Besides the sheer scale of the MBSSE’s remit, we were confronting a set of other thorny, urgent problems, which were exacerbated by decades of neglect of the education sector and deeply entrenched corrupt practices.
First, more than 4,000 teachers had not had their salary level revised to reflect their successful completion of professional development programs. Second, we had no updated syllabi or curriculum frameworks for the schools. Third, key positions in the MBSSE including the curriculum and research units were left vacant.
In addition, critical policies covering topics such early childhood development and school feeding were either stuck in draft stage or absent. Finally, new school infrastructure development was stalling even though our population continues to grow rapidly.
We needed to address all of these critical issues quickly to fulfill the potential of FQSE, and at the same time initiate a transformation of the MBSSE.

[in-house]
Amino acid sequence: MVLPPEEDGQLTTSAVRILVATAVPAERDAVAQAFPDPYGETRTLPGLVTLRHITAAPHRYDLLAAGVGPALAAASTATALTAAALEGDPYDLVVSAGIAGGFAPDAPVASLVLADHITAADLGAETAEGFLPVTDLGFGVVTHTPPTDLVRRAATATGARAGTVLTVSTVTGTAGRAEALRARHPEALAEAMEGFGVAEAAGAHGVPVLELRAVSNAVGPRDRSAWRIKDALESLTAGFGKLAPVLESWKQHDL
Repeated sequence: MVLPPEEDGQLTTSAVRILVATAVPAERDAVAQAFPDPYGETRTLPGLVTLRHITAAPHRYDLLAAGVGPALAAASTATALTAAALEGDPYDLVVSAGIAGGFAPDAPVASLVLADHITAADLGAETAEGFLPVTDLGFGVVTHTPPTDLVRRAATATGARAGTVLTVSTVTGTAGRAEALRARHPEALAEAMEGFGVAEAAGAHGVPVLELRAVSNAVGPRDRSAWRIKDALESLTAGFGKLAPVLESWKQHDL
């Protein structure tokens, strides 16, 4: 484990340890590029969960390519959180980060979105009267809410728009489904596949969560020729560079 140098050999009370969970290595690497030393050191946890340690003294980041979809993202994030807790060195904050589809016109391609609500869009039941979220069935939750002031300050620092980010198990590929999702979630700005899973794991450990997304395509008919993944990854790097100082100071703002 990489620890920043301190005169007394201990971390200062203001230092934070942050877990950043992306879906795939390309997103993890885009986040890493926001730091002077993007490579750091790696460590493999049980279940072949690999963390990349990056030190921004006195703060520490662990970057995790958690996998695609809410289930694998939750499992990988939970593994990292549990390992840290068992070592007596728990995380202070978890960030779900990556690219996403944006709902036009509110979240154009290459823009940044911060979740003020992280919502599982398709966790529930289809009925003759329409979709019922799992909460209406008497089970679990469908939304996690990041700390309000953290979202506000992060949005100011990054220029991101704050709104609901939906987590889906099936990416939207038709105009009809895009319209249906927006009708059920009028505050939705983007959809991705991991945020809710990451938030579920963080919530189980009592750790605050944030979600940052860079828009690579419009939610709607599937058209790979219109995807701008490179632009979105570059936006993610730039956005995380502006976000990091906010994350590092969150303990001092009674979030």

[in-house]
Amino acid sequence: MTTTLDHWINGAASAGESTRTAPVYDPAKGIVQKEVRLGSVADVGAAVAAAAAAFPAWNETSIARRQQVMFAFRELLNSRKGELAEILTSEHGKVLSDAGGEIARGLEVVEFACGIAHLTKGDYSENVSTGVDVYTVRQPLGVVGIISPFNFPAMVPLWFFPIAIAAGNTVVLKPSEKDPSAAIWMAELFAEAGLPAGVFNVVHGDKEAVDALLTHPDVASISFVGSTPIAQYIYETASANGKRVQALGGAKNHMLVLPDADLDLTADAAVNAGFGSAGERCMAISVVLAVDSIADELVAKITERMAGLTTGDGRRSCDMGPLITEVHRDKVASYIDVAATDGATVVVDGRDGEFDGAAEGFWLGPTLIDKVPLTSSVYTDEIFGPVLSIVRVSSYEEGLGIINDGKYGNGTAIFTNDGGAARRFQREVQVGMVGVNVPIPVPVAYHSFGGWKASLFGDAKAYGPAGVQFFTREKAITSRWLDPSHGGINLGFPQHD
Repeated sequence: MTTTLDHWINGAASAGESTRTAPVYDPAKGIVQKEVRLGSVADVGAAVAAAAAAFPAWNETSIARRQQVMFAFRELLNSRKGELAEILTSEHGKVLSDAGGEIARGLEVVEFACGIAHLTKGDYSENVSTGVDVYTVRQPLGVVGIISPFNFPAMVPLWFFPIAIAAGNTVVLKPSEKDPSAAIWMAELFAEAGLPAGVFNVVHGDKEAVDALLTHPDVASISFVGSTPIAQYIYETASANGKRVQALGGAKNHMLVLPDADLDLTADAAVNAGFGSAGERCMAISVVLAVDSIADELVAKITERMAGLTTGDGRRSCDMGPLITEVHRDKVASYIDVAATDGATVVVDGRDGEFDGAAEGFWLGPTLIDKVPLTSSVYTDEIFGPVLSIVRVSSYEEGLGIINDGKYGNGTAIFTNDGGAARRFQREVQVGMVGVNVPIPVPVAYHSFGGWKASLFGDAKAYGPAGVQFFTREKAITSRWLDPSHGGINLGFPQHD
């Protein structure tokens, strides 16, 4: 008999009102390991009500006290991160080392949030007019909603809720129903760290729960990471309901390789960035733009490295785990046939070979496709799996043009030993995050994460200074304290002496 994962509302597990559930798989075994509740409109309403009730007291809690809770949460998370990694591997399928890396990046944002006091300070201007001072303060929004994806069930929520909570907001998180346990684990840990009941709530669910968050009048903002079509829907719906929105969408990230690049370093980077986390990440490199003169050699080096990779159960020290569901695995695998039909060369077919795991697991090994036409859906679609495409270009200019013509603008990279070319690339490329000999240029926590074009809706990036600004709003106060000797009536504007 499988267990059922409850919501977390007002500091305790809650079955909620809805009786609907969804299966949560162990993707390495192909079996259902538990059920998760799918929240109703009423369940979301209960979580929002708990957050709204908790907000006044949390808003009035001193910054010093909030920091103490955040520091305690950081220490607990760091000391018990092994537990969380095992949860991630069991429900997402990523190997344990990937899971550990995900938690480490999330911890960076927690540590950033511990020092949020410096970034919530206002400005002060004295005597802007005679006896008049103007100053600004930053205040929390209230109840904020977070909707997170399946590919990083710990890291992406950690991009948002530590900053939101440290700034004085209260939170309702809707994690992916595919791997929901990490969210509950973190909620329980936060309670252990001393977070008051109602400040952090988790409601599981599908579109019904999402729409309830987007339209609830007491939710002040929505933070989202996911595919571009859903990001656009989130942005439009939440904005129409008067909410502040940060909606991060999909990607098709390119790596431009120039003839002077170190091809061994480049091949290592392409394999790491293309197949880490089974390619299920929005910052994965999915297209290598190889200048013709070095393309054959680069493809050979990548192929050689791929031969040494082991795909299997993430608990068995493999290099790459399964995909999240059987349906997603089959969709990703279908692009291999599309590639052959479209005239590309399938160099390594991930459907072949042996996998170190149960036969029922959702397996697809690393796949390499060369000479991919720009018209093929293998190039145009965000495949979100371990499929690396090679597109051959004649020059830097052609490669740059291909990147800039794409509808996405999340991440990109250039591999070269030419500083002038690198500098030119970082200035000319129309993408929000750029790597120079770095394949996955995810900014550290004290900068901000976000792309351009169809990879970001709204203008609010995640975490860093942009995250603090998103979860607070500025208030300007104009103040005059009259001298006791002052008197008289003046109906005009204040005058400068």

I felt the urge to act on all agendas immediately, but I knew that to enact a sustainable transformation, it was necessary to take an approach rooted in a highly consultative process with my staff, partners, and, most importantly, local stakeholders across the country.
So, we packed our bags and set out to meet children, parents, teachers, chiefs, civil society organizations, local council leaders, journalists, and really anyone who wanted to tell us about the challenges and ways of solving these perennial education sector problems.
Although COVID-19 impacted our itinerary, I am proud to say that my team has engaged with stakeholders in all 16 districts of Sierra Leone over the last 12 months. We prayed, laughed, cried, disagreed and danced together; we had road accidents on the way; but rain or shine, we remained committed to jointly diagnosing and addressing our challenges through dialogue. The rules of engagement were simple – honest discussions, respect and empathy for all.